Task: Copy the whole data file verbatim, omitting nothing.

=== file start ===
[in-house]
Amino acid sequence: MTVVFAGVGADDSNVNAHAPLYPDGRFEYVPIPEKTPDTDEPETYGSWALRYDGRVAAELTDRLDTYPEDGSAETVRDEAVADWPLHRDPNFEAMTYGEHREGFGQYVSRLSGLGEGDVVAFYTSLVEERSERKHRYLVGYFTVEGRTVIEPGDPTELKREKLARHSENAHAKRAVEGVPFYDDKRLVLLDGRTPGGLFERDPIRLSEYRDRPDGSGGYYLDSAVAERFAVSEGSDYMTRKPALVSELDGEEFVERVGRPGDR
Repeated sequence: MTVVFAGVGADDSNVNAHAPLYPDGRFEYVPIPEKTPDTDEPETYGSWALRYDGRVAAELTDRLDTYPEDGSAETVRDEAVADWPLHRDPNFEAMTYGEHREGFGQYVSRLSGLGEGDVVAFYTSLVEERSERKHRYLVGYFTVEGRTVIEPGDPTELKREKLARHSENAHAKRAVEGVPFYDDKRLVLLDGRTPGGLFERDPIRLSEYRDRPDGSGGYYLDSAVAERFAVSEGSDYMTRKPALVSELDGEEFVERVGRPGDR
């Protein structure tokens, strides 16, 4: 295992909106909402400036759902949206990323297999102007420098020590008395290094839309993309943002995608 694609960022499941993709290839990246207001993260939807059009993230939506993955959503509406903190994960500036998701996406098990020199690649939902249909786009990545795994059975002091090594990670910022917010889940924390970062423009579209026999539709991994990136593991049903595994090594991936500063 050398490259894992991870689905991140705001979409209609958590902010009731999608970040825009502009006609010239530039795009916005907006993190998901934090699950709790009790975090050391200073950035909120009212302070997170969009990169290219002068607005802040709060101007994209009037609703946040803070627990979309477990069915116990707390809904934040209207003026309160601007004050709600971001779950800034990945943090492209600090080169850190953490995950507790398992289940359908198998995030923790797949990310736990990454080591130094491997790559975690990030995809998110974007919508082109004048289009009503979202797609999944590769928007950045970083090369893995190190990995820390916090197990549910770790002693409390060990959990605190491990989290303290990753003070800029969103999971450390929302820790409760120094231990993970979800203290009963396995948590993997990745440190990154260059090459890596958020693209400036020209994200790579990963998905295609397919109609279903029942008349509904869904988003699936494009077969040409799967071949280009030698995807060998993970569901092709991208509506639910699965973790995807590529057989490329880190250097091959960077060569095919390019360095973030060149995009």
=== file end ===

[in-house]
Amino acid sequence: MTVVFAGVGADDSNVNAHAPLYPDGRFEYVPIPEKTPDTDEPETYGSWALRYDGRVAAELTDRLDTYPEDGSAETVRDEAVADWPLHRDPNFEAMTYGEHREGFGQYVSRLSGLGEGDVVAFYTSLVEERSERKHRYLVGYFTVEGRTVIEPGDPTELKREKLARHSENAHAKRAVEGVPFYDDKRLVLLDGRTPGGLFERDPIRLSEYRDRPDGSGGYYLDSAVAERFAVSEGSDYMTRKPALVSELDGEEFVERVGRPGDR
Repeated sequence: MTVVFAGVGADDSNVNAHAPLYPDGRFEYVPIPEKTPDTDEPETYGSWALRYDGRVAAELTDRLDTYPEDGSAETVRDEAVADWPLHRDPNFEAMTYGEHREGFGQYVSRLSGLGEGDVVAFYTSLVEERSERKHRYLVGYFTVEGRTVIEPGDPTELKREKLARHSENAHAKRAVEGVPFYDDKRLVLLDGRTPGGLFERDPIRLSEYRDRPDGSGGYYLDSAVAERFAVSEGSDYMTRKPALVSELDGEEFVERVGRPGDR
């Protein structure tokens, strides 16, 4: 295992909106909402400036759902949206990323297999102007420098020590008395290094839309993309943002995608 694609960022499941993709290839990246207001993260939807059009993230939506993955959503509406903190994960500036998701996406098990020199690649939902249909786009990545795994059975002091090594990670910022917010889940924390970062423009579209026999539709991994990136593991049903595994090594991936500063 050398490259894992991870689905991140705001979409209609958590902010009731999608970040825009502009006609010239530039795009916005907006993190998901934090699950709790009790975090050391200073950035909120009212302070997170969009990169290219002068607005802040709060101007994209009037609703946040803070627990979309477990069915116990707390809904934040209207003026309160601007004050709600971001779950800034990945943090492209600090080169850190953490995950507790398992289940359908198998995030923790797949990310736990990454080591130094491997790559975690990030995809998110974007919508082109004048289009009503979202797609999944590769928007950045970083090369893995190190990995820390916090197990549910770790002693409390060990959990605190491990989290303290990753003070800029969103999971450390929302820790409760120094231990993970979800203290009963396995948590993997990745440190990154260059090459890596958020693209400036020209994200790579990963998905295609397919109609279903029942008349509904869904988003699936494009077969040409799967071949280009030698995807060998993970569901092709991208509506639910699965973790995807590529057989490329880190250097091959960077060569095919390019360095973030060149995009």